The name of this trendy clothes shop, situated on the northern bank of Hoan Kiem Lake, has nothing to do with trousers. Tightly packed racks offer Best brand shirts, bordering on flamboyant, while shelves are stocked with more conservative Lega brand jeans and slacks. Because of a lack of space and a strange quirk of design, mirrors are neatly concealed behind displays. The only place to view your possible purchase is in one of the tiny fitting rooms, at ridiculously close quarters. The smartly dressed salesgirls are only too pleased to assist.
Hanoi Moment stands out among all the knick knack shops in the vibrant Old Quarter as a quality retailer of high end, innovative Vietnamese handicrafts. Their modern designs are executed in a clean-line, minimalist aesthetic, but remain distinctly Vietnamese. Their wares include ceramics (adorable tea cups with built in strainers), metal work, and intricately laser cut pop-up cards (check upstairs). You can easily spend an hour or two perusing their selection. If you're so inclined, you even get things custom-made. Hanoi Moment's comfortable air-conditioned store offers a welcome respite among the haggling and hustle of Old Quarter.
If you're looking to purchase an outfit that is not too common and will make you look sharp Chula Fashion House is where you should begin your search. Featuring a range of fabulous clothes for women, it is quite unlikely for you not to like what you see at this store. On the racks here are different types dresses and skirts inspired by Vietnamese culture and fused with trends of the Western world. Hand-woven from the finest quality of fabric, each piece of clothing is considered a unique work of art that is intricately designed and constructed by patient craftsmen.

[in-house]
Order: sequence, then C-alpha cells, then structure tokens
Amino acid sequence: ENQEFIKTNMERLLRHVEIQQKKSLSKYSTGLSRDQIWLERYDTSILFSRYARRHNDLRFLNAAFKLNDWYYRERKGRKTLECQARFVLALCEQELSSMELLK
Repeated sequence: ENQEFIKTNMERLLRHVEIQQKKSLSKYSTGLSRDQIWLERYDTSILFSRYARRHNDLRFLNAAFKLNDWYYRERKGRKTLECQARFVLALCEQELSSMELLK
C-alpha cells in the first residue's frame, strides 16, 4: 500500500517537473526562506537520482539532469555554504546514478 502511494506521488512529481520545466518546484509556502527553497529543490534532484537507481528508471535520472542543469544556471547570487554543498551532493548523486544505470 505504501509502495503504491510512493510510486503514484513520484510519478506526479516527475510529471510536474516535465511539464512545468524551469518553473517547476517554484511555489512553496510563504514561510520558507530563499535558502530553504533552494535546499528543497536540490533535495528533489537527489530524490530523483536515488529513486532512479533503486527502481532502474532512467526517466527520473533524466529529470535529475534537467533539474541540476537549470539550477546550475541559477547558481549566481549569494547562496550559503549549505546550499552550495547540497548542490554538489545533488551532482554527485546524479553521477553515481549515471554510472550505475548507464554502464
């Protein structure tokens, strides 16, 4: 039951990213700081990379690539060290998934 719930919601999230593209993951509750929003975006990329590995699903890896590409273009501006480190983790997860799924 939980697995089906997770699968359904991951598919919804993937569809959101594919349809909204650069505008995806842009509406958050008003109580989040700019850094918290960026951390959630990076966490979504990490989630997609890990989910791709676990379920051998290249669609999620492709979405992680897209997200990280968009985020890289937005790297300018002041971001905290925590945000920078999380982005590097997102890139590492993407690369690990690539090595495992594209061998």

A local market, the Cho Chau Long is famous among locals and tourists alike. Stuffed with fresh local produce, you will find everything here; right from fruits and vegetables to sea food and meats. This place is choc-a-bloc with buyers haggling with shopkeepers. Drop by at the market and get to see what Vietnamese 'wet markets' look like. They are called wet markets because of the huge quantities of water they use to clean the floor and freshen the stock.
Some skeptics doubt the authenticity or existence of truly organic produce in Vietnam, but for the desperate needing hope, Veggies is the only solution. Though priced to reflect this, there is something magical about stepping into either one of Veggie's two walk-in meat lockers. The left houses fruits and vegetables, including stacks of fresh herbs for western cooking that are difficult to find else where; The right contains imported meats and sausages, and one of Hanoi's best selection of cheeses. Outside, bulk chickpeas and grains and other difficult to find western goods stack the shelves. Worth a stop, but be prepared to pay for it.
Dating back to 1889, Dồng Xuân Market also known as Cho Dong Xuan is among the oldest markets in Hanoi and also its largest. Selling almost everything, from fresh food to household appliances, this multi-storied market occupies half of the street. The market also has a place in history where the battle between Vietnam and French units took place. Attracting a lot of locals and tourists, the market is mostly known for selling items in bulk. There is a separate food zone with well lit stalls serving food during the day and night. This wholesale market is a must visit to experience the shopping culture in Vietnam.